Alternatively, the business may be sold through the plan. There are two forms of sale, one being the cancellation of stock in full without any compensation to the shareholders (which results in a sponsor becoming the sole shareholder of the new company upon its infusion of capital and for subscription of newly issued stock), and the other being the sale of assets.

Formulation of Reorganization Plans. Creditors are also allowed to prepare and formulate competing plans of reorganization (though they have seldom done so in the past), and the deadline for the period for the trustee to file a plan usually continues for a period of one month or so after the creditors' plan filing deadline.

Treatment of Secured Claims. Secured creditors are stayed and prohibited from foreclosing upon their collateral, and there is no provision allowing secured creditors to obtain relief from the stay. Although the trustee will assign a value to this collateral, this valuation may be subject to dispute by the secured creditors. Once the collateral's value is finally determined, that amount will be paid to secured creditors in accordance with the plan. Payment is generally in long-term installments without interest, even in cases where the creditors are oversecured. Under the new legislation, a debtor may sell the business and assets free and clear, even if the security interest-holder opposes the sale or the conditions of the sale.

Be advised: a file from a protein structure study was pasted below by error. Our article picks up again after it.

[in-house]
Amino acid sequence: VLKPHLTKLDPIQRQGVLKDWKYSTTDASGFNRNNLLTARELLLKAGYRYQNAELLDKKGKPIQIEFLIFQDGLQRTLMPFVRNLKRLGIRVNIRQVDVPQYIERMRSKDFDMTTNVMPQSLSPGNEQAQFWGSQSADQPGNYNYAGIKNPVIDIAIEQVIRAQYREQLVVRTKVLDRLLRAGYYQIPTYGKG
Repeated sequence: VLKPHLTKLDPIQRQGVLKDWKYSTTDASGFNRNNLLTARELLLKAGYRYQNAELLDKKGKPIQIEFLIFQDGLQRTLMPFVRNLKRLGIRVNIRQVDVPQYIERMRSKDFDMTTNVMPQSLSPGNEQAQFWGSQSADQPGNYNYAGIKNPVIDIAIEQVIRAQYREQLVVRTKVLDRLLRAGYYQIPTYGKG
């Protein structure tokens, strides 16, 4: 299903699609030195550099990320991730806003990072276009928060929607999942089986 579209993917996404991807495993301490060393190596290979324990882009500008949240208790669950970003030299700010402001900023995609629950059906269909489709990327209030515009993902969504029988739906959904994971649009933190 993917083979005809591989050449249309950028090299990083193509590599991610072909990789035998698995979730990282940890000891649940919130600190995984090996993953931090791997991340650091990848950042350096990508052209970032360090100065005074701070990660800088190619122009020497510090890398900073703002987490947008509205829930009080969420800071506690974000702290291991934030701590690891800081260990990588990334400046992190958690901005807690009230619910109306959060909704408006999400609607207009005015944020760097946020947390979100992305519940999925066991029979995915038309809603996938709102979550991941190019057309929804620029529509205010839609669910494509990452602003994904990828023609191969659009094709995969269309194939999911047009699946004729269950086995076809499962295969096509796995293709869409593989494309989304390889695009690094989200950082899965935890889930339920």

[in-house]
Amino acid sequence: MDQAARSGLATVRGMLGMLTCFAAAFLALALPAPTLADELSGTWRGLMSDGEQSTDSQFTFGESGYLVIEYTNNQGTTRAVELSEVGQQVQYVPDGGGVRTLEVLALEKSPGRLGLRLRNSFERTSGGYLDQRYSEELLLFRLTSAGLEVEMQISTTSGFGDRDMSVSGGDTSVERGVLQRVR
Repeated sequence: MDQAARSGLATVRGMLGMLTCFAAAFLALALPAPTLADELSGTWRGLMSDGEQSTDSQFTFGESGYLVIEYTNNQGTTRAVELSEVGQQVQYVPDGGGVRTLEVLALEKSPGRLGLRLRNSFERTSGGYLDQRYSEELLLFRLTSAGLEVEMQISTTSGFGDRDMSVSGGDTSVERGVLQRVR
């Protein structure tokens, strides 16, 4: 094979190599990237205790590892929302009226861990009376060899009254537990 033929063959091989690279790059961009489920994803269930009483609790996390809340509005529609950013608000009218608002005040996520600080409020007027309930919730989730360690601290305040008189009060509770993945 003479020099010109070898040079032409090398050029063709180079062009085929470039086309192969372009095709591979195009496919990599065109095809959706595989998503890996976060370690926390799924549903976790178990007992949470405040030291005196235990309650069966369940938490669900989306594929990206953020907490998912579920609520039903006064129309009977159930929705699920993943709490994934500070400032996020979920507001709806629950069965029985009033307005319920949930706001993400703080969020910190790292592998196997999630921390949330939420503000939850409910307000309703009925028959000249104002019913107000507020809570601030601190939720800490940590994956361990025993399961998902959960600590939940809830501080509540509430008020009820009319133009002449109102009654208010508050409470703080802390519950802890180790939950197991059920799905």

The Risk of Avoidance. Theoretically, if the case is converted from corporate reorganization to a liquidation proceeding, there is some risk that a previously approved asset sale can be avoided. However, in reality such a risk is virtually non-existent because in Japanese practice, it is unlikely that the bankruptcy court will later deny the approval decision once made by the corporate reorganization court.

Examples of a Plan Sale of Assets. In the corporate reorganization case of Life Corp. involving indebtedness of US$9 billion, the trustee sold the financial assets, including installment payment receivables, consumer loans and credit card receivables, to Morgan Stanley, which subsequently securitized those assets. The creditors of Life Corp. received a lump sum payment under the plan, and the case was terminated immediately after this distribution was made.